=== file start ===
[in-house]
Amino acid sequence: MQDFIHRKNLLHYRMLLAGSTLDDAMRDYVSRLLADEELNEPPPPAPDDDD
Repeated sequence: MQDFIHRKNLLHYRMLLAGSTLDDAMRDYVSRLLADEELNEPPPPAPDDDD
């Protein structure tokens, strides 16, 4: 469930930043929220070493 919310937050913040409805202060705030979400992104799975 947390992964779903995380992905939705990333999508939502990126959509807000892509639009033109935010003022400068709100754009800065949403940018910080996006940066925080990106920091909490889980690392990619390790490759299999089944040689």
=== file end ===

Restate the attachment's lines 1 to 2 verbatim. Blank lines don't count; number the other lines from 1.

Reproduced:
[in-house]
Amino acid sequence: MQDFIHRKNLLHYRMLLAGSTLDDAMRDYVSRLLADEELNEPPPPAPDDDD